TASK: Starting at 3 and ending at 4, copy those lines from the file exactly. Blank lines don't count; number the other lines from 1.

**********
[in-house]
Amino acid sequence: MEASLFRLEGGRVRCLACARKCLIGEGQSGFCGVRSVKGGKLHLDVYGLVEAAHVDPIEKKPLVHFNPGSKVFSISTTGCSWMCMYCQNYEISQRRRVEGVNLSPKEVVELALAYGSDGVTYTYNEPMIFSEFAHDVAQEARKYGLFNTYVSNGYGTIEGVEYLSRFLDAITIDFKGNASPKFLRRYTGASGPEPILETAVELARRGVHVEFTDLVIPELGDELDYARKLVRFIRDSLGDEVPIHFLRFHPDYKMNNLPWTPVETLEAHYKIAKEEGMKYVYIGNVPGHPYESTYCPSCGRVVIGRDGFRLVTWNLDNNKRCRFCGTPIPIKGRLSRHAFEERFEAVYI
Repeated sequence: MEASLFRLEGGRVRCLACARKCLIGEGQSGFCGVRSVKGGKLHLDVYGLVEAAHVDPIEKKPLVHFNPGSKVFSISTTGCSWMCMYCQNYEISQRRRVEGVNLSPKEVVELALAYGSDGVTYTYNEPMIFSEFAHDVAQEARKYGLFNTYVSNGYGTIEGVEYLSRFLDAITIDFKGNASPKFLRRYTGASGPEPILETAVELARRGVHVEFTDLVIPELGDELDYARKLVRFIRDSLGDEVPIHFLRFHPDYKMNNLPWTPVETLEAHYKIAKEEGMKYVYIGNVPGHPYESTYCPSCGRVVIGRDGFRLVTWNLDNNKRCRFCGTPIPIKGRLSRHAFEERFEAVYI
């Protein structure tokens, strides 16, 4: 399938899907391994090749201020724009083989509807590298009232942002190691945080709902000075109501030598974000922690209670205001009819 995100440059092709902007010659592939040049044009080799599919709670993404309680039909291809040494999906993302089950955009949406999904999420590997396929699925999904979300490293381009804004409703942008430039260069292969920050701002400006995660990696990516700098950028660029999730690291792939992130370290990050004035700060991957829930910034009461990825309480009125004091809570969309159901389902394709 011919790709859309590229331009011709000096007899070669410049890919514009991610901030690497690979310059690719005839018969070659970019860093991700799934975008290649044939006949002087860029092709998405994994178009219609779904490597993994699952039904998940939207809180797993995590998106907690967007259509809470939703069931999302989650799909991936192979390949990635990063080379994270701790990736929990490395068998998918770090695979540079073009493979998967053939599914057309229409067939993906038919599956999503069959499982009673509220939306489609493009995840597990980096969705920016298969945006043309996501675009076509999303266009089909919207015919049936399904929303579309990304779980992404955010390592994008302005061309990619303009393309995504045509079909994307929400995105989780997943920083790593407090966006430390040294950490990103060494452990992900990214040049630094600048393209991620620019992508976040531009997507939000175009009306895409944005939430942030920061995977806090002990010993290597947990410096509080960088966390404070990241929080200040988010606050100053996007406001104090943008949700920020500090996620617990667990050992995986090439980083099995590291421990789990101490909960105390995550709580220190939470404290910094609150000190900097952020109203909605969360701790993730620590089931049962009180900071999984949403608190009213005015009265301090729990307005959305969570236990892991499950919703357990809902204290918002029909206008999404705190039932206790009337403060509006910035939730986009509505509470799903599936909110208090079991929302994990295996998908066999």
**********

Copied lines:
Repeated sequence: MEASLFRLEGGRVRCLACARKCLIGEGQSGFCGVRSVKGGKLHLDVYGLVEAAHVDPIEKKPLVHFNPGSKVFSISTTGCSWMCMYCQNYEISQRRRVEGVNLSPKEVVELALAYGSDGVTYTYNEPMIFSEFAHDVAQEARKYGLFNTYVSNGYGTIEGVEYLSRFLDAITIDFKGNASPKFLRRYTGASGPEPILETAVELARRGVHVEFTDLVIPELGDELDYARKLVRFIRDSLGDEVPIHFLRFHPDYKMNNLPWTPVETLEAHYKIAKEEGMKYVYIGNVPGHPYESTYCPSCGRVVIGRDGFRLVTWNLDNNKRCRFCGTPIPIKGRLSRHAFEERFEAVYI
């Protein structure tokens, strides 16, 4: 399938899907391994090749201020724009083989509807590298009232942002190691945080709902000075109501030598974000922690209670205001009819 995100440059092709902007010659592939040049044009080799599919709670993404309680039909291809040494999906993302089950955009949406999904999420590997396929699925999904979300490293381009804004409703942008430039260069292969920050701002400006995660990696990516700098950028660029999730690291792939992130370290990050004035700060991957829930910034009461990825309480009125004091809570969309159901389902394709 011919790709859309590229331009011709000096007899070669410049890919514009991610901030690497690979310059690719005839018969070659970019860093991700799934975008290649044939006949002087860029092709998405994994178009219609779904490597993994699952039904998940939207809180797993995590998106907690967007259509809470939703069931999302989650799909991936192979390949990635990063080379994270701790990736929990490395068998998918770090695979540079073009493979998967053939599914057309229409067939993906038919599956999503069959499982009673509220939306489609493009995840597990980096969705920016298969945006043309996501675009076509999303266009089909919207015919049936399904929303579309990304779980992404955010390592994008302005061309990619303009393309995504045509079909994307929400995105989780997943920083790593407090966006430390040294950490990103060494452990992900990214040049630094600048393209991620620019992508976040531009997507939000175009009306895409944005939430942030920061995977806090002990010993290597947990410096509080960088966390404070990241929080200040988010606050100053996007406001104090943008949700920020500090996620617990667990050992995986090439980083099995590291421990789990101490909960105390995550709580220190939470404290910094609150000190900097952020109203909605969360701790993730620590089931049962009180900071999984949403608190009213005015009265301090729990307005959305969570236990892991499950919703357990809902204290918002029909206008999404705190039932206790009337403060509006910035939730986009509505509470799903599936909110208090079991929302994990295996998908066999």